How to Treat Back Acne and Body Acne

Acne on back

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Treating back and body acne often proves to be a bit tougher than facial acne. For one, the logistics of rubbing a treatment cream on your own back is a factor. Secondly, body blemishes are often deep and stubborn.

But with the right treatments, some time, and patience, you can get your body acne under control. 

Over-the-Counter Treatments

Mild body acne (meaning you just have small bumps and breakouts, or just a few pimples) often responds to good daily skin care and over-the-counter (OTC) treatments.

Try an acne-treatment body wash or cleanser. Choose a body wash containing salicylic acid or benzoyl peroxide. If you prefer, there are bars containing benzoyl peroxide. You can find these at any drug store. Use it every day.

Try to shower as soon as possible after working out or sweating to minimize pore blockages.

Use medicated lotions and sprays. If cleansers aren't doing the trick, add a medicated treatment lotion or spray to your treatment routine. Again, look for one that contains either salicylic acid or benzoyl peroxide. There are pros and cons for benzoyl peroxide vs. salicylic acid you might explore to decide which to use, but in general benzoyl peroxide works better for inflamed pimples while salicylic acid is good for bumps and blackheads. Apply these once or twice a day, depending on the product directions. Sprays are great for those hard-to-reach places on your back. Benzoyl peroxide can stain your clothes, though, so make sure you wait until it's fully dry before getting dressed.

Alpha hydroxy acids can help boost the effectiveness of OTC acne products. Look for an OTC product that also contains an alpha hydroxy acid, like glycolic acid or lactic acid. Alpha hydroxy acids help to speed cell turnover, rapidly exfoliating the skin and reducing the number of pore blockages.

You can use several OTC acne treatments at once, just monitor your skin for irritation. When treating body acne, you typically can use several acne treatment products at once without causing excessive irritation (for example, a salicylic acid wash plus a benzoyl peroxide lotion).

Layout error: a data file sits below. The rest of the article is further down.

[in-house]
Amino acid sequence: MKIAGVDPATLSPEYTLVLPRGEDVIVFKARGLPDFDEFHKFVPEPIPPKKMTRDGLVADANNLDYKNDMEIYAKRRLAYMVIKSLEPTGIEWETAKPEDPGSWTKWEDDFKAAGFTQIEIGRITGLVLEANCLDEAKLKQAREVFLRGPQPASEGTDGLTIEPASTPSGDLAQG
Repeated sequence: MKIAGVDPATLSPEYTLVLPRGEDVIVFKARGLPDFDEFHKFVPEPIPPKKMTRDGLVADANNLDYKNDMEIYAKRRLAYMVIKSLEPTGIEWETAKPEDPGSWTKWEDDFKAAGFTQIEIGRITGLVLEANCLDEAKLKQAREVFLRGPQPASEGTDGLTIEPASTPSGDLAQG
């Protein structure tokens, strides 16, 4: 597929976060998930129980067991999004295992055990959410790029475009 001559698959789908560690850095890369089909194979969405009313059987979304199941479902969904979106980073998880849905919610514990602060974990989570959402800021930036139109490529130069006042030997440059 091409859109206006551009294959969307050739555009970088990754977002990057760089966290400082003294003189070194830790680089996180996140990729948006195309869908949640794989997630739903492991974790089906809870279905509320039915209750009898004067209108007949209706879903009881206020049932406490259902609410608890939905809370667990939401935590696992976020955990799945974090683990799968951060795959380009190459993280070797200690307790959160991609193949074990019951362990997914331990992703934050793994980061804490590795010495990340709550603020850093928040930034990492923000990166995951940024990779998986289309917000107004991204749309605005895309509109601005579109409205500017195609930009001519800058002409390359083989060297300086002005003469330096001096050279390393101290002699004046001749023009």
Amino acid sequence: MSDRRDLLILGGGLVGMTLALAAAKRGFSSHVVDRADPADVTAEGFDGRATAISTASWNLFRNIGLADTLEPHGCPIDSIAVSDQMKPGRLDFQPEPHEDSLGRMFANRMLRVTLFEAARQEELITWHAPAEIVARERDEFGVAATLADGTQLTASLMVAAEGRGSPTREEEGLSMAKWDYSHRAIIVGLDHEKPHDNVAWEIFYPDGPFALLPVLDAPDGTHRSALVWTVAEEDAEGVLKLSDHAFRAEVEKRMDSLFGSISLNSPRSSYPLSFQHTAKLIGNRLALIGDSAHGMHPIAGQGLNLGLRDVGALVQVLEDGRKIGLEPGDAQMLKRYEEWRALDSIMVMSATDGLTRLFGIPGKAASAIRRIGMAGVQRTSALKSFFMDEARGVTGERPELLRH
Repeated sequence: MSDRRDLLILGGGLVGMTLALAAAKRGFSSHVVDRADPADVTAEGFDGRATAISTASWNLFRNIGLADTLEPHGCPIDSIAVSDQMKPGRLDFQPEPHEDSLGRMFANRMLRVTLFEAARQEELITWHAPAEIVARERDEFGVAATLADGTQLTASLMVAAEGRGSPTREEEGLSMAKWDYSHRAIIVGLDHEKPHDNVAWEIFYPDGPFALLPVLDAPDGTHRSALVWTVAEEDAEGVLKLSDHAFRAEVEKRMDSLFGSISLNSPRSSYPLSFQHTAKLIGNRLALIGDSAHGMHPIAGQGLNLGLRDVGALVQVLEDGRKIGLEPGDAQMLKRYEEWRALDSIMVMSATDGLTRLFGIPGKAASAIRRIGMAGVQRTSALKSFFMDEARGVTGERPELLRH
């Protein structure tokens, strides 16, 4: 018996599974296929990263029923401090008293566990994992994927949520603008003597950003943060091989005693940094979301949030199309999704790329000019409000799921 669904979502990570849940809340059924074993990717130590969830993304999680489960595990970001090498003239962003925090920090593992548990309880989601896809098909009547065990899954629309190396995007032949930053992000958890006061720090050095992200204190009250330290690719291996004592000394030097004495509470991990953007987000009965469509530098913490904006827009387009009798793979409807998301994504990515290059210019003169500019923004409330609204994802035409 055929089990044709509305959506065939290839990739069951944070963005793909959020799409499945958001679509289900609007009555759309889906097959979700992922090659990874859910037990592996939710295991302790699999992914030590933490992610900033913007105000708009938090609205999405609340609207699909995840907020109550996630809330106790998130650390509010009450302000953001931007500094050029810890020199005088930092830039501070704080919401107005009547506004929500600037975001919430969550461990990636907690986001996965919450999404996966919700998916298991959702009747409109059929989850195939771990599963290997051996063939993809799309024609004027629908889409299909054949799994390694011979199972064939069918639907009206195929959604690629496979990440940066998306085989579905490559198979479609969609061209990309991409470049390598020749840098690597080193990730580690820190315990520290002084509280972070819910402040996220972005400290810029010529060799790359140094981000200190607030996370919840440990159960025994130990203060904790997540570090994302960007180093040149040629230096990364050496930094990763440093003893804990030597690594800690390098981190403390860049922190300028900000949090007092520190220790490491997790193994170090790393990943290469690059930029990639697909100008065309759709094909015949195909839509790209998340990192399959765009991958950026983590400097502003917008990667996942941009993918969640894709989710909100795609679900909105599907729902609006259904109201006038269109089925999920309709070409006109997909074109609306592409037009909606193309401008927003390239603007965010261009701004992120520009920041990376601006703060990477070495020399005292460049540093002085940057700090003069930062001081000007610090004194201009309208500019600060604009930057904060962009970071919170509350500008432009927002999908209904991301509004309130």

The skin on the back, chest, shoulders, and upper arms is tougher than facial skin, and can generally tolerate more powerful treatments.

But the skin on the neck is fairly sensitive. Use treatment products slowly and carefully in this area. If you notice excessive irritation, dryness or peeling on any area of the body, scale back or discontinue use of the treatment product, and consult your doctor.

Treating Moderate to Severe Body Acne

Body acne is stubborn, so moderate acne to severe breakouts aren't going to get any better with the OTC options listed above. You'll need to bring in some stronger prescription treatments to get those breakouts under control.

Don't wait too long to see a physician for a prescription acne treatment, especially if your acne is severely inflamed. Body acne can also cause deep scarring. The greater the inflammation, the higher the chance of developing lasting scars.

Depending on your situation, your dermatologist may prescribe a topical treatment, oral medications, or both. Some common treatments are:

As with facial acne, it takes time to control body acne. You will most likely have to try several treatment products or medications before finding the one that works best for you.

Other Tips

Once you start on a proven acne treatment routine, there are a few steps you can take to boost the effectiveness of your treatments.

Shower ASAP after sweating. Although body acne isn't caused by a lack of cleanliness, it can be irritated by sweat. So make sure you shower right after a workout.

Minimize anything that rubs against breakout-prone areas. Anything that traps heat against the skin, or causes friction, can also worsen breakouts. This includes sports equipment, backpacks, purse and bra straps, and tight clothing. Try to limit or adjust these triggers as much as you can.

Don't pop or squeeze blemishes. Just as with facial acne, avoid popping your body and back acne pimples. This is a surefire way to cause more inflammation and quite possibly acne scarring.

A Word From Verywell

It can take a lot of time to successfully clear a case of back acne, so try to be patient. You have to be very consistent with your acne treatment medications and daily skin care routine. If you don't feel like your medications are working, let your dermatologist know. It can take several tries before finding the treatment, or treatments, that works for you. But with the right treatment, your body acne can be cleared.

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Article Sources

  • "Questions and Answers About Acne." National Institute of Arthritis and Musculoskeletal and Skin Diseases (NIAMS). 2015. National Institutes of Health.
  • Zaenglein AL, Pathy AL, Schlosser BJ, et al. "Guidelines of Care for the Management of Acne Vulgaris."Journal of the American Academy of Dermatology. 2016 May;74(5):945-73